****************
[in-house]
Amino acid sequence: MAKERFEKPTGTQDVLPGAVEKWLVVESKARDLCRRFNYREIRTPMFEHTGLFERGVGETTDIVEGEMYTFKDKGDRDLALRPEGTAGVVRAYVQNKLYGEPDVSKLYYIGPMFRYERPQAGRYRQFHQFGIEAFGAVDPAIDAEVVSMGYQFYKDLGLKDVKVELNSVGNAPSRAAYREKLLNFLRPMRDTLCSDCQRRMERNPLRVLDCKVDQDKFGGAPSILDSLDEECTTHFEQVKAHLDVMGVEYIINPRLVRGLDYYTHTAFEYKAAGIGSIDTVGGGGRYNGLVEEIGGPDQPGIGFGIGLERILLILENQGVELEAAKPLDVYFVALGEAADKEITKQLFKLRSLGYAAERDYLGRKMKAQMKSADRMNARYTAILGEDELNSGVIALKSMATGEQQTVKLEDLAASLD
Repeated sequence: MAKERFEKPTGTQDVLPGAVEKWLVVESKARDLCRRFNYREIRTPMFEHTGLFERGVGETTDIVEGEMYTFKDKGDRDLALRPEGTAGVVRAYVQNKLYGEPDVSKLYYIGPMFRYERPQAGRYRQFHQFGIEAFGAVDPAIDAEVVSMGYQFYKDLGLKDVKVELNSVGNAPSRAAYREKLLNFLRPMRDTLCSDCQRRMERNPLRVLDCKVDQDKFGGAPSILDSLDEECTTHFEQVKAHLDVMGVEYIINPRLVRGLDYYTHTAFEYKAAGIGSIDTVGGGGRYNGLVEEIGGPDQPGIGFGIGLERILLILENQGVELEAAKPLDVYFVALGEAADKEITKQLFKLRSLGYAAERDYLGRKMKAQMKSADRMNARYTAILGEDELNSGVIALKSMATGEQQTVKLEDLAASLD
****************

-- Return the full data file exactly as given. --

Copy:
[in-house]
Amino acid sequence: MAKERFEKPTGTQDVLPGAVEKWLVVESKARDLCRRFNYREIRTPMFEHTGLFERGVGETTDIVEGEMYTFKDKGDRDLALRPEGTAGVVRAYVQNKLYGEPDVSKLYYIGPMFRYERPQAGRYRQFHQFGIEAFGAVDPAIDAEVVSMGYQFYKDLGLKDVKVELNSVGNAPSRAAYREKLLNFLRPMRDTLCSDCQRRMERNPLRVLDCKVDQDKFGGAPSILDSLDEECTTHFEQVKAHLDVMGVEYIINPRLVRGLDYYTHTAFEYKAAGIGSIDTVGGGGRYNGLVEEIGGPDQPGIGFGIGLERILLILENQGVELEAAKPLDVYFVALGEAADKEITKQLFKLRSLGYAAERDYLGRKMKAQMKSADRMNARYTAILGEDELNSGVIALKSMATGEQQTVKLEDLAASLD
Repeated sequence: MAKERFEKPTGTQDVLPGAVEKWLVVESKARDLCRRFNYREIRTPMFEHTGLFERGVGETTDIVEGEMYTFKDKGDRDLALRPEGTAGVVRAYVQNKLYGEPDVSKLYYIGPMFRYERPQAGRYRQFHQFGIEAFGAVDPAIDAEVVSMGYQFYKDLGLKDVKVELNSVGNAPSRAAYREKLLNFLRPMRDTLCSDCQRRMERNPLRVLDCKVDQDKFGGAPSILDSLDEECTTHFEQVKAHLDVMGVEYIINPRLVRGLDYYTHTAFEYKAAGIGSIDTVGGGGRYNGLVEEIGGPDQPGIGFGIGLERILLILENQGVELEAAKPLDVYFVALGEAADKEITKQLFKLRSLGYAAERDYLGRKMKAQMKSADRMNARYTAILGEDELNSGVIALKSMATGEQQTVKLEDLAASLD